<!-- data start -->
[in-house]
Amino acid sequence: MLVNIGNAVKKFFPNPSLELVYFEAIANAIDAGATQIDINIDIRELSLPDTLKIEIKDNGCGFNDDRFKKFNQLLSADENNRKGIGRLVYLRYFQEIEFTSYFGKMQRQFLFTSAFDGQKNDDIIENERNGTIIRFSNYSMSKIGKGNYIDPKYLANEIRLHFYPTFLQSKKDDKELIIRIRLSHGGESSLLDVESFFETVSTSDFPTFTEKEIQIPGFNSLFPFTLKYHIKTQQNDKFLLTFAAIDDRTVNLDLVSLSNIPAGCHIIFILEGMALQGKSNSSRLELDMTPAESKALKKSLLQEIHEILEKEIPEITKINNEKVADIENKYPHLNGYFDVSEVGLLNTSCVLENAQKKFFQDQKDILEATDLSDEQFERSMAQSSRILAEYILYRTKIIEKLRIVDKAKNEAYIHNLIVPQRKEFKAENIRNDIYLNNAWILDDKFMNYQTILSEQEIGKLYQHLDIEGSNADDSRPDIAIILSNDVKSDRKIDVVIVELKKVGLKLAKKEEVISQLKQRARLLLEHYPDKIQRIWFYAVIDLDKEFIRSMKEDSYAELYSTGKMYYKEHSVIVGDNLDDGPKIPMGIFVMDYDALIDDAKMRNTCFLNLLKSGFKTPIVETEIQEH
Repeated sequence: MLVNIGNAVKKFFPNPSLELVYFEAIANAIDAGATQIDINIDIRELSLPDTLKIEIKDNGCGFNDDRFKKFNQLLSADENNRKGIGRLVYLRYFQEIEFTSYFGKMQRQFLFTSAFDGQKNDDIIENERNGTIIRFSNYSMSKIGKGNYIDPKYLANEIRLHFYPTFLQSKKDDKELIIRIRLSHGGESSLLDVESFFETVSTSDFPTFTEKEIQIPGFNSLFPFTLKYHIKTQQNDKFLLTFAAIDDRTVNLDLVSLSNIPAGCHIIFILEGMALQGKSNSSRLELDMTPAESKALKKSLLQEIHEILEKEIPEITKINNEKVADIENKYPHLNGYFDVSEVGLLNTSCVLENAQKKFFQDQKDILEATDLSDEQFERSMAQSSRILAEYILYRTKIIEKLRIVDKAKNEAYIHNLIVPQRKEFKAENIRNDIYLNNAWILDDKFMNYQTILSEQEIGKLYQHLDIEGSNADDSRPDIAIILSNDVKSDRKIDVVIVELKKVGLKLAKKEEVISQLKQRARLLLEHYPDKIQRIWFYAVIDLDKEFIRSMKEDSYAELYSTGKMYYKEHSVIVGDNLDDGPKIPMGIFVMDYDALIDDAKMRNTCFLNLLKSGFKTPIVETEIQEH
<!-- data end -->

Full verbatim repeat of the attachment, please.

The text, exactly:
[in-house]
Amino acid sequence: MLVNIGNAVKKFFPNPSLELVYFEAIANAIDAGATQIDINIDIRELSLPDTLKIEIKDNGCGFNDDRFKKFNQLLSADENNRKGIGRLVYLRYFQEIEFTSYFGKMQRQFLFTSAFDGQKNDDIIENERNGTIIRFSNYSMSKIGKGNYIDPKYLANEIRLHFYPTFLQSKKDDKELIIRIRLSHGGESSLLDVESFFETVSTSDFPTFTEKEIQIPGFNSLFPFTLKYHIKTQQNDKFLLTFAAIDDRTVNLDLVSLSNIPAGCHIIFILEGMALQGKSNSSRLELDMTPAESKALKKSLLQEIHEILEKEIPEITKINNEKVADIENKYPHLNGYFDVSEVGLLNTSCVLENAQKKFFQDQKDILEATDLSDEQFERSMAQSSRILAEYILYRTKIIEKLRIVDKAKNEAYIHNLIVPQRKEFKAENIRNDIYLNNAWILDDKFMNYQTILSEQEIGKLYQHLDIEGSNADDSRPDIAIILSNDVKSDRKIDVVIVELKKVGLKLAKKEEVISQLKQRARLLLEHYPDKIQRIWFYAVIDLDKEFIRSMKEDSYAELYSTGKMYYKEHSVIVGDNLDDGPKIPMGIFVMDYDALIDDAKMRNTCFLNLLKSGFKTPIVETEIQEH
Repeated sequence: MLVNIGNAVKKFFPNPSLELVYFEAIANAIDAGATQIDINIDIRELSLPDTLKIEIKDNGCGFNDDRFKKFNQLLSADENNRKGIGRLVYLRYFQEIEFTSYFGKMQRQFLFTSAFDGQKNDDIIENERNGTIIRFSNYSMSKIGKGNYIDPKYLANEIRLHFYPTFLQSKKDDKELIIRIRLSHGGESSLLDVESFFETVSTSDFPTFTEKEIQIPGFNSLFPFTLKYHIKTQQNDKFLLTFAAIDDRTVNLDLVSLSNIPAGCHIIFILEGMALQGKSNSSRLELDMTPAESKALKKSLLQEIHEILEKEIPEITKINNEKVADIENKYPHLNGYFDVSEVGLLNTSCVLENAQKKFFQDQKDILEATDLSDEQFERSMAQSSRILAEYILYRTKIIEKLRIVDKAKNEAYIHNLIVPQRKEFKAENIRNDIYLNNAWILDDKFMNYQTILSEQEIGKLYQHLDIEGSNADDSRPDIAIILSNDVKSDRKIDVVIVELKKVGLKLAKKEEVISQLKQRARLLLEHYPDKIQRIWFYAVIDLDKEFIRSMKEDSYAELYSTGKMYYKEHSVIVGDNLDDGPKIPMGIFVMDYDALIDDAKMRNTCFLNLLKSGFKTPIVETEIQEH